“More young people are entering the labor force, millions want to leave agriculture but can’t find construction work because construction activity has slowed down because the investment rate in the economy has slowed down.”

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Modi’s Bharatiya Janata Party dismisses concerns about the job data saying it does not capture the real picture because it focuses only on the 15 percent of Indians who work in the formal economy. Pixabay

For people streaming in from rural areas around New Delhi, the first stop is a collection of busy city intersections where contractors select daily wage labor from the crowds of young and old waiting every morning to get work.

Many standing at these intersections say they get work for barely half the month. “I have the ability to work hard. I never turn down any work. But I would prefer to get a cleaner, permanent job,” says 29-year-old Tek Chand. “The problem is one day I have money to buy rations, the next day I don’t.” Like millions of others, he migrated from his village three years ago to seek work and a better life in the city.

FILE - Indian Prime Minister Narendra Modi, center, arrives with his cabinet colleagues on the opening day of the budget session of the Indian Parliament, in New Delhi, Jan. 31, 2019.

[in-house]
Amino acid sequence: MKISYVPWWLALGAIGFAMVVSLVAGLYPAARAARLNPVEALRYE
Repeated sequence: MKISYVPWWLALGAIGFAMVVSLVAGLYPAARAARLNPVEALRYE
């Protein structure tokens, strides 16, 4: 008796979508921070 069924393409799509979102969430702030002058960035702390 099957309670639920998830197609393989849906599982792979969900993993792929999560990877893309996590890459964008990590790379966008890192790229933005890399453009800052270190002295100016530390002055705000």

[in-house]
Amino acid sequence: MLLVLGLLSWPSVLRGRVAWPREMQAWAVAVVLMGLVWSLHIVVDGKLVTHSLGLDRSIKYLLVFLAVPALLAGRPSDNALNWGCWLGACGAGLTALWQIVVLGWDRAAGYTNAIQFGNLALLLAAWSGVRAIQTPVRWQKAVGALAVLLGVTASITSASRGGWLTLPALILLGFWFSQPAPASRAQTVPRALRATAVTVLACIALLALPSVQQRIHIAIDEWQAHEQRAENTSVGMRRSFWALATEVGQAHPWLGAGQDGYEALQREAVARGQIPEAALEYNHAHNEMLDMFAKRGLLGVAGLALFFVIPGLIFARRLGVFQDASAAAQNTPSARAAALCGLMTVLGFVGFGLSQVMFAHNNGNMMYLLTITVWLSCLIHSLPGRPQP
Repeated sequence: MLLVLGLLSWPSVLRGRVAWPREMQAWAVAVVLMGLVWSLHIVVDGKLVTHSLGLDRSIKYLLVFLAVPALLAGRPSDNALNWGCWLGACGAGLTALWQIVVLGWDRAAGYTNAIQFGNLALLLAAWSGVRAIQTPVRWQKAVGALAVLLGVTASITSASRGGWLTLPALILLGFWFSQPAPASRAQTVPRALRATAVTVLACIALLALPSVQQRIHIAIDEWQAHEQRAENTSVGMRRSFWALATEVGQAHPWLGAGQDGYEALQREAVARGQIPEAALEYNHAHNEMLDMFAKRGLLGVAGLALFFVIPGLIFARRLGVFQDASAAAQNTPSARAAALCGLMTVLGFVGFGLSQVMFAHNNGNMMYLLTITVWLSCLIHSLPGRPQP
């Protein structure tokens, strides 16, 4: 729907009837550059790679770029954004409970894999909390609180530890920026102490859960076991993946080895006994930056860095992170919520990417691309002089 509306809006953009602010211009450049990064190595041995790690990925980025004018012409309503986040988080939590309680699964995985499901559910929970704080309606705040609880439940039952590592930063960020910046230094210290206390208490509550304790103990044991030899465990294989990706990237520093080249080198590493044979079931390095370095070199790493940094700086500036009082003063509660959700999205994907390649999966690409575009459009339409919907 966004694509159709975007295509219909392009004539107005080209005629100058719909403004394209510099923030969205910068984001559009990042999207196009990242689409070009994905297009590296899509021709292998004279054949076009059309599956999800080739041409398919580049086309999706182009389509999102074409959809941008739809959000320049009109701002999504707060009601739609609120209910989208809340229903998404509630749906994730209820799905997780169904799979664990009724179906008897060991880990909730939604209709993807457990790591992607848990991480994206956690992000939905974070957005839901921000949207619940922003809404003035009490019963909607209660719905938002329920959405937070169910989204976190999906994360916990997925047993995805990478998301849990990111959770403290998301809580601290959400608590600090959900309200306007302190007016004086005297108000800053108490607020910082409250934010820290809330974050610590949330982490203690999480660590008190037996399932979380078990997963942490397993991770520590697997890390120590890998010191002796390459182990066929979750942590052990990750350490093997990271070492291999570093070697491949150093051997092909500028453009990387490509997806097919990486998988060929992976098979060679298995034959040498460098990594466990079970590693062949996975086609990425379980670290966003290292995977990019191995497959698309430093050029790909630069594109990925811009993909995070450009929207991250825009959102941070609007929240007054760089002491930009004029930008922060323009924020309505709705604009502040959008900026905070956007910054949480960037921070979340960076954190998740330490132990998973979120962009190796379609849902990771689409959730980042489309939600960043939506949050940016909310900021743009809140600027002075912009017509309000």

Indian Prime Minister Narendra Modi, center, arrives with his cabinet colleagues on the opening day of the budget session of the Indian Parliament, in New Delhi, Jan. 31, 2019. VOA
As India prepares for general elections on April 11, Prime Minister Narendra Modi is being attacked by opposition parties for failing to make good on a promise he made in 2014 to create millions of jobs for India’s huge young population. Modi’s Bharatiya Janata Party rebuts that criticism and says India is generating new opportunities as it becomes one of the world’s fastest growing major economies.

Job creation is a massive challenge for a nation with one of the world’s youngest populations — half the country’s 1.3 billion people are under the age of 25.

Recent data shows that joblessness has soared to record high levels. Opposition parties have made joblessness one of their principal election planks and have accused the prime minister of failing the estimated 8 to 10 million young people who enter the workforce every year.

The independent Mumbai-based Center for Monitoring Indian Economy estimates that unemployment reached 7.2 percent last month and that 11 million jobs were lost in 2018. With a working population of 500 million, that translates into more than 30 million people waiting for jobs. An unpublished official survey that showed unemployment at a 45-year-high has also been widely quoted by Indian media.

India's main opposition Congress party President Rahul Gandhi speaks during a public meeting at Adalaj in Gandhinagar, India, March 12, 2019.
India’s main opposition Congress party President Rahul Gandhi speaks during a public meeting at Adalaj in Gandhinagar, India, March 12, 2019. VOA

On the campaign trail, the head of the main opposition Congress Party, Rahul Gandhi, who is seen as Modi’s principal challenger, talks repeatedly about a “jobs crisis.”

“Our government is refusing to accept that we have a massive crisis and potential disaster in front of us,” Gandhi told a group of university students in New Delhi recently, many who will be first time voters.